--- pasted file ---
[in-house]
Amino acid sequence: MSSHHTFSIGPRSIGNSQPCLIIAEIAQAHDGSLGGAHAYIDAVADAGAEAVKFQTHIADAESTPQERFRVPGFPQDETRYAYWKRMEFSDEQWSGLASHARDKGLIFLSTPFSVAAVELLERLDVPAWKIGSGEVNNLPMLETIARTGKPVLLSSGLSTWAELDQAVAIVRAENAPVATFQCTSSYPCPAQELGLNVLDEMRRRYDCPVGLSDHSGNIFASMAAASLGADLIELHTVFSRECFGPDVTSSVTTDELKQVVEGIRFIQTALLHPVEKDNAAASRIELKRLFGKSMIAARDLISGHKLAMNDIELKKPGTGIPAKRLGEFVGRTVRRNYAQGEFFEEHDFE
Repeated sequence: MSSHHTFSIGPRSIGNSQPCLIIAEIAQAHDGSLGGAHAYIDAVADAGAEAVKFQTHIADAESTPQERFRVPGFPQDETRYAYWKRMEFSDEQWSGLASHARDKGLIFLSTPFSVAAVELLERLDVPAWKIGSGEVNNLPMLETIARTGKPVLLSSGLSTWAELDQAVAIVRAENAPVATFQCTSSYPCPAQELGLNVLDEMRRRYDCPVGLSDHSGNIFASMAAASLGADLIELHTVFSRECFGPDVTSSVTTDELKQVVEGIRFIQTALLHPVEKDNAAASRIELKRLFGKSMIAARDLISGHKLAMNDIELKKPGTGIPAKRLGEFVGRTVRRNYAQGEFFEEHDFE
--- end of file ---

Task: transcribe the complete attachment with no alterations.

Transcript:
[in-house]
Amino acid sequence: MSSHHTFSIGPRSIGNSQPCLIIAEIAQAHDGSLGGAHAYIDAVADAGAEAVKFQTHIADAESTPQERFRVPGFPQDETRYAYWKRMEFSDEQWSGLASHARDKGLIFLSTPFSVAAVELLERLDVPAWKIGSGEVNNLPMLETIARTGKPVLLSSGLSTWAELDQAVAIVRAENAPVATFQCTSSYPCPAQELGLNVLDEMRRRYDCPVGLSDHSGNIFASMAAASLGADLIELHTVFSRECFGPDVTSSVTTDELKQVVEGIRFIQTALLHPVEKDNAAASRIELKRLFGKSMIAARDLISGHKLAMNDIELKKPGTGIPAKRLGEFVGRTVRRNYAQGEFFEEHDFE
Repeated sequence: MSSHHTFSIGPRSIGNSQPCLIIAEIAQAHDGSLGGAHAYIDAVADAGAEAVKFQTHIADAESTPQERFRVPGFPQDETRYAYWKRMEFSDEQWSGLASHARDKGLIFLSTPFSVAAVELLERLDVPAWKIGSGEVNNLPMLETIARTGKPVLLSSGLSTWAELDQAVAIVRAENAPVATFQCTSSYPCPAQELGLNVLDEMRRRYDCPVGLSDHSGNIFASMAAASLGADLIELHTVFSRECFGPDVTSSVTTDELKQVVEGIRFIQTALLHPVEKDNAAASRIELKRLFGKSMIAARDLISGHKLAMNDIELKKPGTGIPAKRLGEFVGRTVRRNYAQGEFFEEHDFE